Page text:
July 26, 2012

Once-in-a-lifetime Wedding

Last month I had the great pleasure of attending the wedding of someone I had known since he was little, the child of dear friends who attend the same church. This wedding was different and probably once-in-a-lifetime for me. It was the exchange of vows between two transmen.

James (left) and John were married in Chicago in June surrounded by friends and loved ones.

John is acknowledged by his birth state of Illinois to be male and has changed his Illinois state ID and Social Security card to match. James’ California driver’s license has “female” as his legal sex. (He does not want to change his legal sex unless they offer T for transgender.) By marrying in Illinois, the marriage is registered as between bride and groom, thereby being recognized in all 50 states and by the federal government. (BTW: pure genius way to work the system, gentlemen.)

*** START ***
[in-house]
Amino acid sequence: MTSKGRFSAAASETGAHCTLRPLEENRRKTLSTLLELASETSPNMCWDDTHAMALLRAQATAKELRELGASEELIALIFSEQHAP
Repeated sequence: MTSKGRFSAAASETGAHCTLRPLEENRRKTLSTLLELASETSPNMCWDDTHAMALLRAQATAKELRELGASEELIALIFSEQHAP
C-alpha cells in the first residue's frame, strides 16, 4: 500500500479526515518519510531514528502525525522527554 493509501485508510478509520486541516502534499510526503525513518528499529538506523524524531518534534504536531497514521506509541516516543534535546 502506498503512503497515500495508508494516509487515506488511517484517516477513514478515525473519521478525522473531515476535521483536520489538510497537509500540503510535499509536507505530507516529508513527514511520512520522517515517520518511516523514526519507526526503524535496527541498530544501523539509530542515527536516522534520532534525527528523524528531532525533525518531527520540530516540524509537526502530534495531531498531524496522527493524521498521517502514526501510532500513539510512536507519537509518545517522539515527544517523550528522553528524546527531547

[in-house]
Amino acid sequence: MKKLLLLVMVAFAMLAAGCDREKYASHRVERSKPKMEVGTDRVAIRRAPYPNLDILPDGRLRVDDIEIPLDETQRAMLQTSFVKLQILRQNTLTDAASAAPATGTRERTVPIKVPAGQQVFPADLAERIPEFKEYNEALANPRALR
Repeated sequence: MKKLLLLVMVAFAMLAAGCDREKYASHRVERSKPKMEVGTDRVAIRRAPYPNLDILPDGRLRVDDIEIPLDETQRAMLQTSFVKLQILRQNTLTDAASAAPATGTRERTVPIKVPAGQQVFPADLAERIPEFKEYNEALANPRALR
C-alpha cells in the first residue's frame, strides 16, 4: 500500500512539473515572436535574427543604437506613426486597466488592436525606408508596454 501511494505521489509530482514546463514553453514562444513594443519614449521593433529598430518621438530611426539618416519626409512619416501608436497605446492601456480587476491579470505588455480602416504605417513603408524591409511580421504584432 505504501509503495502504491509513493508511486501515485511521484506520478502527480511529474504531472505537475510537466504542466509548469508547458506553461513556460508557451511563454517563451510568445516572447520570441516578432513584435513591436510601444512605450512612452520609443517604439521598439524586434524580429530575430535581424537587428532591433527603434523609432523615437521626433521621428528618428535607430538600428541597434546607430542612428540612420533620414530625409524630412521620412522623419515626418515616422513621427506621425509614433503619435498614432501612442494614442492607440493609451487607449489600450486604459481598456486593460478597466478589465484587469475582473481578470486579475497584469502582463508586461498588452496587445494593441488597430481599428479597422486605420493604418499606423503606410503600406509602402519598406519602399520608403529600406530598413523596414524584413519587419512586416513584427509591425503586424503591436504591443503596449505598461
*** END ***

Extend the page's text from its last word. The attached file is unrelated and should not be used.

It was a privilege to witness the moving ceremony, and lots of hankies were out for all the right reasons. There was a pall cast briefly over the celebration afterward when James approached to tell me how important it was to him that my husband and I attended.

“You are the only ones of my parents’ friends to attend,” he said.

“I know, sweetheart.”

"Some of them stayed away on purpose.” His blue eyes were bright.

“I know, sweetie, and I’m sorry.”